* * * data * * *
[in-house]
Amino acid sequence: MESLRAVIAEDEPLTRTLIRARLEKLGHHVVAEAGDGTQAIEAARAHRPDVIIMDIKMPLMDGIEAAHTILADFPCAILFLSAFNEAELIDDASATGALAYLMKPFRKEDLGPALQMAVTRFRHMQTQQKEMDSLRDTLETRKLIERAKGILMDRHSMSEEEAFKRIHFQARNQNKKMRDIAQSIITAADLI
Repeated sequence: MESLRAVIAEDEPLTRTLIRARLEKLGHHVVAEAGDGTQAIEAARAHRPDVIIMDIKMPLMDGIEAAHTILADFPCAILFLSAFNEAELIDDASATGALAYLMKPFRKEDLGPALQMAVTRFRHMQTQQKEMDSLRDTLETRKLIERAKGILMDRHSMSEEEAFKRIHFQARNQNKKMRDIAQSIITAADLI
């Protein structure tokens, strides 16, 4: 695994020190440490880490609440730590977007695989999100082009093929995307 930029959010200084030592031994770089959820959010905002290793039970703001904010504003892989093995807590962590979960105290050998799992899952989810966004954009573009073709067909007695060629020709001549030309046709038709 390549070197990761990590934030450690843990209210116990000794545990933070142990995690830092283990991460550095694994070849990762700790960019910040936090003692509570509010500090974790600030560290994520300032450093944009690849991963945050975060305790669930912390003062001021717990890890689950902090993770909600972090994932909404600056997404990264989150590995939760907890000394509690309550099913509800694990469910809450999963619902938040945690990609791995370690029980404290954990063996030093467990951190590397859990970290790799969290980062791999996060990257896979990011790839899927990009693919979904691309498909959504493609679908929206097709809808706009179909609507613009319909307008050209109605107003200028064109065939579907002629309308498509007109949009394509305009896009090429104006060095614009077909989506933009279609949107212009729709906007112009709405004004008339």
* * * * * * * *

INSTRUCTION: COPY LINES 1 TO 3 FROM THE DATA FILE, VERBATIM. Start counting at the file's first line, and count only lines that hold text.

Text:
[in-house]
Amino acid sequence: MESLRAVIAEDEPLTRTLIRARLEKLGHHVVAEAGDGTQAIEAARAHRPDVIIMDIKMPLMDGIEAAHTILADFPCAILFLSAFNEAELIDDASATGALAYLMKPFRKEDLGPALQMAVTRFRHMQTQQKEMDSLRDTLETRKLIERAKGILMDRHSMSEEEAFKRIHFQARNQNKKMRDIAQSIITAADLI
Repeated sequence: MESLRAVIAEDEPLTRTLIRARLEKLGHHVVAEAGDGTQAIEAARAHRPDVIIMDIKMPLMDGIEAAHTILADFPCAILFLSAFNEAELIDDASATGALAYLMKPFRKEDLGPALQMAVTRFRHMQTQQKEMDSLRDTLETRKLIERAKGILMDRHSMSEEEAFKRIHFQARNQNKKMRDIAQSIITAADLI